A number of women who have used abortion pills are presenting to hospitals with complications such as bleeding, infection, continuing pregnancy and parts of the foetus being left behind in the woman.
That’s according to a study by St Luke’s Hospital, Kilkenny, that was just presented at the conference of the Irish Congress of Obstetricians, Gynaecology and Perinatal Medicine.
Under the 2018 Abortion Act, women can have a ‘medical’ abortion, as opposed to a surgical abortion, by taking an abortion pill to force a miscarriage, either from a GP up to nine weeks of pregnancy, or at a maternity hospital up to 12 weeks of pregnancy.
A separate study showed the new law has led to an increase in abortions by women whose unborn child has been diagnosed with a life-limiting condition. The study looked at a sample of mothers with the diagnosis in the first nine months of 2018 with the same length of time in 2019.
In 2018, between January and September there were 67 significant foetal abnormalities diagnosed and six of these were so-called fatal foetal abnormalities.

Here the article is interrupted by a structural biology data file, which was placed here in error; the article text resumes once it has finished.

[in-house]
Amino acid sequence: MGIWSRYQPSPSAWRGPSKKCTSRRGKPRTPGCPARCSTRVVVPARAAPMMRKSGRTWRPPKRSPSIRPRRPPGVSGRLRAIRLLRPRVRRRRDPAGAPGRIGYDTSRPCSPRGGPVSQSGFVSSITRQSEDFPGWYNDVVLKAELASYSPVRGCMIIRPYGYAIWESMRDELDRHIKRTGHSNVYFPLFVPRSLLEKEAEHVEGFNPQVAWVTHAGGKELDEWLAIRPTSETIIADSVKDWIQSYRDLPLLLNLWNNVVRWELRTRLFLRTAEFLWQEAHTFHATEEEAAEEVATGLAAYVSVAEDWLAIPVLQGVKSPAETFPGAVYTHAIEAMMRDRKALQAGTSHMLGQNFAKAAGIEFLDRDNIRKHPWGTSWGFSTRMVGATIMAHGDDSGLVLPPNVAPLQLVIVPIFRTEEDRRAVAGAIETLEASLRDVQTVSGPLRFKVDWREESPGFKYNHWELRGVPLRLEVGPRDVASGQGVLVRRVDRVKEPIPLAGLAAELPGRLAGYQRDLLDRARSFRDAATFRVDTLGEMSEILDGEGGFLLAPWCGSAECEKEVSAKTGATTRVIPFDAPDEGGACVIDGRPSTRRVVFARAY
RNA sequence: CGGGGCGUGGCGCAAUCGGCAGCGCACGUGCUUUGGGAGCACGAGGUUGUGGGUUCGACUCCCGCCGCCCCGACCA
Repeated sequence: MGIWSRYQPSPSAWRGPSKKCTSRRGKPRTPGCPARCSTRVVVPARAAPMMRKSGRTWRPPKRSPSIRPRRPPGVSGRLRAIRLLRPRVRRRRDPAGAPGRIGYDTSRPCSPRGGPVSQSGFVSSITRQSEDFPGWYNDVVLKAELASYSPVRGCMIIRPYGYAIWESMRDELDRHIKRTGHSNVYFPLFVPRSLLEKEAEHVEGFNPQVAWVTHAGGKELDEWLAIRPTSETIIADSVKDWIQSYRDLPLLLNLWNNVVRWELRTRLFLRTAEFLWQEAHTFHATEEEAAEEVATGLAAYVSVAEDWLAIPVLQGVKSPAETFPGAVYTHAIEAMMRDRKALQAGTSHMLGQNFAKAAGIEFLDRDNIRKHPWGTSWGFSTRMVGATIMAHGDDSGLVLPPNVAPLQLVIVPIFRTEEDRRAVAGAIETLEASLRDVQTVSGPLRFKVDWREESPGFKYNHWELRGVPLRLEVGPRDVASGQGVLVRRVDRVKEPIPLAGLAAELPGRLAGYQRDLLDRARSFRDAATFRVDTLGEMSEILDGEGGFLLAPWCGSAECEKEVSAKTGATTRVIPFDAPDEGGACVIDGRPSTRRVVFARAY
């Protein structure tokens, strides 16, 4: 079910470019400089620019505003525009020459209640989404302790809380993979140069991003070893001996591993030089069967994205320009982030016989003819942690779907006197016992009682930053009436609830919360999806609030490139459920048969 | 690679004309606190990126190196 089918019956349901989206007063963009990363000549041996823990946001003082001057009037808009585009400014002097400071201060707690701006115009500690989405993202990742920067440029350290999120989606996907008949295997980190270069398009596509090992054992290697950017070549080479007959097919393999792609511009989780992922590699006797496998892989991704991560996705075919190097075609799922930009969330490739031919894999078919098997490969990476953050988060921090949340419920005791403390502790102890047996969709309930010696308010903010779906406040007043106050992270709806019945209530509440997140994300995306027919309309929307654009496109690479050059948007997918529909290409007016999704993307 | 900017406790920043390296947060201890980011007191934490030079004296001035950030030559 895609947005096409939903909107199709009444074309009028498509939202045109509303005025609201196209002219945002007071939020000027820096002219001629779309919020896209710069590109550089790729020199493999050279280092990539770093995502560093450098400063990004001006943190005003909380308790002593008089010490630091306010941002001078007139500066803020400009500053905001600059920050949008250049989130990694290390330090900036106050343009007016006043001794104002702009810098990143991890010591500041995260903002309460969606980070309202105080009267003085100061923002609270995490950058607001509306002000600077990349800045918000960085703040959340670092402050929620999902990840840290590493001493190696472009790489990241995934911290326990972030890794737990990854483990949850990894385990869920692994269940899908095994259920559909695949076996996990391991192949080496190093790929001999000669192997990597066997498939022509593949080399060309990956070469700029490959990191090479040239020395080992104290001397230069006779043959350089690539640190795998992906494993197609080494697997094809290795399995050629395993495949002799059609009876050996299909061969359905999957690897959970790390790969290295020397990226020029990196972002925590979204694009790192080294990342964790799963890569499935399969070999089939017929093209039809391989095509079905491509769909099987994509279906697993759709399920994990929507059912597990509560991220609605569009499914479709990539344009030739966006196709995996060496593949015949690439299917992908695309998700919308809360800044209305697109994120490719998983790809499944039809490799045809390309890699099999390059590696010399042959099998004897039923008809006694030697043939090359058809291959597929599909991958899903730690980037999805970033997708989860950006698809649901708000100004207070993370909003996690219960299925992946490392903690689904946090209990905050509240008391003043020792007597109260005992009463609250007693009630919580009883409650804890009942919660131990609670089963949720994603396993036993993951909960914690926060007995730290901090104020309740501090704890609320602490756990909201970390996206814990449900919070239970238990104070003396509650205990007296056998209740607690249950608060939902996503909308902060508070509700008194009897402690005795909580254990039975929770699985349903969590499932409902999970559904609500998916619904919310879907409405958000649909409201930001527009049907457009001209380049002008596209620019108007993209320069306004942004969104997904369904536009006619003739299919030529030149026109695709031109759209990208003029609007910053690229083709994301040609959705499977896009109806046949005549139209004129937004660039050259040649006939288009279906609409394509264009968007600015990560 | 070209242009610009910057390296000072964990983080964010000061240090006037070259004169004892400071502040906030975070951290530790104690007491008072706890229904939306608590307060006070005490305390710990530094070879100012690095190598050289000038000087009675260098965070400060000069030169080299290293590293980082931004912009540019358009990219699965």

“There were three terminations of pregnancy for fatal foetal abnormalities, indicating a 50pc rate,” the study by an obstetrician and nurses in Galway University Hospital showed. So far in 2019 there were seven terminations after the same diagnosis – the definite number of cases was still under calculation.
The study concluded the change of the law in 2019 with the implementation of the Act had led to an increase in the number of women affected by this diagnosis who terminate their pregnancies. “This will have service implications for units providing the service,” the conference was told.